Pigliucci on Expanding the Synthesis
Nature recently ran this interesting book review by Massimo Pigliucci. The book under review is Evolution in Four Dimensions: Genetic, Epigenetic, Behavioral, and Symbolic Variation in the History of Life by Eva Jablonka and Marion J. Lamb. Pigliucci writes:
There have been rumblings for some time to the effect that the neo-darwinian synthesis of the early twentieth century is incomplete and due for a major revision. In the past decade, several authors have written books to articulate this feeling and to begin the move towards a second synthesis. David Rollo, in his book Phenotypes (Kluwer, 1994), was among the first to attempt to bring the focus back to the problems posed by phenotypic evolution. In Phenotypic Evolution (Sinauer, 1998), Carl Schlichting and I framed the debate in terms of the integration of development, environment and genetics by articulating the concept of “developmental reaction norms”. Stephen Jay Gould then produced an overly long (and at times acrimonious) sketch of the new synthesis in The Structure of Evolutionary Theory (Harvard University Press, 2002). Finally, Mary-Jane West-Eberhard, in Developmental Plasticity and Evolution (Oxford University Press, 2003), greatly expanded on my book and the one by Rollo, producing the most comprehensive alternative account of evolutionary theory yet. Evolution in Four Dimensions by Eva Jablonka and Marion Lamb is the most recent addition to this genre, and contributes yet another valuable perspective to the discussion.
Jablonka and Lamb, as described by Pigliucci, argue that there are really four different sources of inheritance. He writes:
The authors argue that there is more to heredity than genes; that some hereditary variations are non-random in origin; that some acquired information is inherited; and that evolutionary change can result from 'instruction' as well as selection. This may sound rather revolutionary, even preposterously close to lamarckism. But Jablonka and Lamb build on evidence from standard research in evolutionary and molecular biology, and their case should be examined on its merits, rather than being dismissed by a knee-jerk reaction.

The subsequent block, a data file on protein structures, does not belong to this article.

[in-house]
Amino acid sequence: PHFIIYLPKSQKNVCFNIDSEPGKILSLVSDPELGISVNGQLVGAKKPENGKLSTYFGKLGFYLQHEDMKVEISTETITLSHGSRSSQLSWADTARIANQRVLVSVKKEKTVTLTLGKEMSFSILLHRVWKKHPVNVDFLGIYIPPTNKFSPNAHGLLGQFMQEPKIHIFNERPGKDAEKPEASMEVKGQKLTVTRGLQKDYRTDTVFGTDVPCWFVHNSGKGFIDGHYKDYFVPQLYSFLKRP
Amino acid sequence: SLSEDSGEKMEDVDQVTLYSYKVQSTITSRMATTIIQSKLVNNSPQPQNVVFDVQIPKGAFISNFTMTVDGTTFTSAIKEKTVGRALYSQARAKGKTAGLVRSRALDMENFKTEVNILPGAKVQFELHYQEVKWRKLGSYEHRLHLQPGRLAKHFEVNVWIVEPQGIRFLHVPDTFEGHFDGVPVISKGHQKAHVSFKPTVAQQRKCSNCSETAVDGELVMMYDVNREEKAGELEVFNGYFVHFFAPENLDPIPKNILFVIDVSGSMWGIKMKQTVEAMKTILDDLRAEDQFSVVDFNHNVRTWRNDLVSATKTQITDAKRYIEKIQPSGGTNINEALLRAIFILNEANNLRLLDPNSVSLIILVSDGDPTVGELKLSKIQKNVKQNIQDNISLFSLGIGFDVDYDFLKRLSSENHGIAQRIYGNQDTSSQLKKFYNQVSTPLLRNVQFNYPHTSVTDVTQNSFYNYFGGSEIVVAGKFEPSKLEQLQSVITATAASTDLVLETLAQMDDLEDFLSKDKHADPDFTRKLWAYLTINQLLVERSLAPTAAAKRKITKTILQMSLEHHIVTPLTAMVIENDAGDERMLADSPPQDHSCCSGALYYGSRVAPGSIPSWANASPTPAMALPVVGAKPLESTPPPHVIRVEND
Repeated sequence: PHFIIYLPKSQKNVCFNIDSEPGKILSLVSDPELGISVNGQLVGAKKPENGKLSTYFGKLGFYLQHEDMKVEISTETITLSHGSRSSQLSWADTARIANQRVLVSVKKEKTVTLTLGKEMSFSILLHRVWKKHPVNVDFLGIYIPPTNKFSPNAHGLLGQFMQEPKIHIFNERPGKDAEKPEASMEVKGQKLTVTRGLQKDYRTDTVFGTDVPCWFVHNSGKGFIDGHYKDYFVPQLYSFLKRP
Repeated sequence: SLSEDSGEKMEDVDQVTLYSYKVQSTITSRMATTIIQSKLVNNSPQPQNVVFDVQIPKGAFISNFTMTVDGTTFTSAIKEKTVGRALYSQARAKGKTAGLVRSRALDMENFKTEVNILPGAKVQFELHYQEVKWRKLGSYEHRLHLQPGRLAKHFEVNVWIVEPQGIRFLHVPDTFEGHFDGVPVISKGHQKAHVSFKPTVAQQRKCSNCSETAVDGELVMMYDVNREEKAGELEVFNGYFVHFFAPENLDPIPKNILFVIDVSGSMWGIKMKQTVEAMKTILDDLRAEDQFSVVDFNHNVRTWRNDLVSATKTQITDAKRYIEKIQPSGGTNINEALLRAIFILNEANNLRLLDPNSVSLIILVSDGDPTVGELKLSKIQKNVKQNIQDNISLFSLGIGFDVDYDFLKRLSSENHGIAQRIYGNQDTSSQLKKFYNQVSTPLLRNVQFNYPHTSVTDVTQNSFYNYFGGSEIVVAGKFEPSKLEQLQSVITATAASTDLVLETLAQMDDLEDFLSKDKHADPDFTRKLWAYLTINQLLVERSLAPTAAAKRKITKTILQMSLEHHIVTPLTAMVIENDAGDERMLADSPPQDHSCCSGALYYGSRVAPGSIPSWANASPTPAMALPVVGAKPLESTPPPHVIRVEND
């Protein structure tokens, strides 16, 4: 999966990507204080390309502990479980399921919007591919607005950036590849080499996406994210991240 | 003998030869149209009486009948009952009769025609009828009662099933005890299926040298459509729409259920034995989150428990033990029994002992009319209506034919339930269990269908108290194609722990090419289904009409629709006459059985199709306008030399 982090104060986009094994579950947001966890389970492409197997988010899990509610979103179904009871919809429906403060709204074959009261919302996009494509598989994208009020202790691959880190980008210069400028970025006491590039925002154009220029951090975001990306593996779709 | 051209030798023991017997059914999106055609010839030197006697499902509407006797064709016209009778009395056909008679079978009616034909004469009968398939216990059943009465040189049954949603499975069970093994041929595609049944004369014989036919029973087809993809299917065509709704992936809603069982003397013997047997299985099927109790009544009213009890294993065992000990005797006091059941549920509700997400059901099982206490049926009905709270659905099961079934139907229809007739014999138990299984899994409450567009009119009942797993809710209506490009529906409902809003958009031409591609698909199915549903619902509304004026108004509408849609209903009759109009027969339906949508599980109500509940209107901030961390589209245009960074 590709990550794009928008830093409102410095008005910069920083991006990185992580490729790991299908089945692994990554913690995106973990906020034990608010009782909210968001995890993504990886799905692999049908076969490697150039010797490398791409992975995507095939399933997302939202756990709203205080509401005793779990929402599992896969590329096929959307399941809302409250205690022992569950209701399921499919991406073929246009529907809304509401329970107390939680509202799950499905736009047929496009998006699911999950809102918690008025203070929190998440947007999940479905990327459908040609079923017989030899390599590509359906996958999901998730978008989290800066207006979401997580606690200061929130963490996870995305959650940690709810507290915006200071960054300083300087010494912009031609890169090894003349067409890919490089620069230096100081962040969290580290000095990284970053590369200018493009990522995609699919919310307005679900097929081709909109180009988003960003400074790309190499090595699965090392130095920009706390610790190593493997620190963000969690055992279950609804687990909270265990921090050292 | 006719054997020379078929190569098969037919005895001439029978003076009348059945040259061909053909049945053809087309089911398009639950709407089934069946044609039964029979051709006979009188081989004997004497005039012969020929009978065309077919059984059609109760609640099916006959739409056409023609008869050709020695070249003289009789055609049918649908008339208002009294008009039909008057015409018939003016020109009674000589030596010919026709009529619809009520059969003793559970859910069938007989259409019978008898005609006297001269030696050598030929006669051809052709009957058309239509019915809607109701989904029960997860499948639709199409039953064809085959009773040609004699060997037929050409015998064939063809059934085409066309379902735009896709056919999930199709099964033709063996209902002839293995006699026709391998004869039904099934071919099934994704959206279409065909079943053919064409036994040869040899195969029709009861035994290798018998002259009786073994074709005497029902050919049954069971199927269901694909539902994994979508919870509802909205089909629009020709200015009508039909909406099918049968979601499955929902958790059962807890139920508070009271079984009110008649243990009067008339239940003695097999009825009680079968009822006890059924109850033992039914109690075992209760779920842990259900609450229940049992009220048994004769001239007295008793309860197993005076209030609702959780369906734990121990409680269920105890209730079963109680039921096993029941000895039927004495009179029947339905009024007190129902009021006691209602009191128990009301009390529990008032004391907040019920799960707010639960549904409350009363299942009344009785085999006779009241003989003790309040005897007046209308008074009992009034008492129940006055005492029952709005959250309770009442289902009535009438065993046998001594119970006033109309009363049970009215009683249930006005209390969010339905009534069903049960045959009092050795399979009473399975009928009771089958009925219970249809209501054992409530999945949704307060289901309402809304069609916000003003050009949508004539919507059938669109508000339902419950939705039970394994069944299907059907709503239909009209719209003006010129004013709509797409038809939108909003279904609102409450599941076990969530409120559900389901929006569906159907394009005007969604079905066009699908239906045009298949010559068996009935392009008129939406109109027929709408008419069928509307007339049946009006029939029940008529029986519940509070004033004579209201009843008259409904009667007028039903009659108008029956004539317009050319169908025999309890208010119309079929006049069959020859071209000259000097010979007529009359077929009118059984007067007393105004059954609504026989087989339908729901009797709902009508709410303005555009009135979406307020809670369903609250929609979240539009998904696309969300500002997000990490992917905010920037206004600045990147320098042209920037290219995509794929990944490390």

Consider the charge of lamarckism. Jablonka and Lamb happily embrace the term, but with one important qualification. As they correctly point out, there are at least two very distinct meanings of the word. Most biologists associate lamarckism with the idea of direct adaptive feedback from the soma to the germ line. That version of lamarckism is dead, killed off by our understanding of molecular biology, and nobody is attempting to revive it.
The second meaning is actually closer to the core of Lamarck's ideas, which are rarely, if ever, read by modern biologists. The suggestion is that some heritable, adaptive changes come not from natural selection, but from the action of evolved internal systems that generate non-random 'guesses' in response to environmental challenges. Examples are not hard to find, contrary to the assumed wisdom of standard neo-darwinism. Consider the existence of 'hotspots' that make mutations in certain regions of the genome much more likely than in others. Or the impressive ability of some bacteria to increase the mutation rate of a specific gene involved in the metabolism of a given amino acid when that amino acid becomes scarce in the environment.
The whole review is worth reading. And the book itself has now been added to the queue.
I have commented before at this blog that the problem facing evolutionary biologists is never “How could bit of anatomy X possibly have evolved naturally?” Rather, the question is “Of the many possible mechanisms by which this system might have evolved, which is the correct one?” It seems that scientists are constantly discovering new mechanisms for explaining evolution, even to the point of unseating natural selection as the sole crafter of adaptive change (if Jablonka and Lamb are correct). This is enormously exciting stuff.
Of course, any talk of fiddling with the neo-Darwinian synthesis tends to make the hearts of creationists go pitter pat. They know that any suggestion that the nineteen fifties version of evolution may have been incomplete can be spun into a statement that evolution is dying. They will conveniently ignore the fact that the discoveries that are pursuading scientists of the incompleteness of the original synthesis are all in the direction of making evolutionary change easier, not harder, to explain. They won't mention that evolutionary theory is strengthened by the developments Pigliucci describes.
The crafters of the original synthesis restricted their explanatory options unnecessarily. The reality is that biologists are faced with an embarrassment of riches in trying to explain evolutionary change.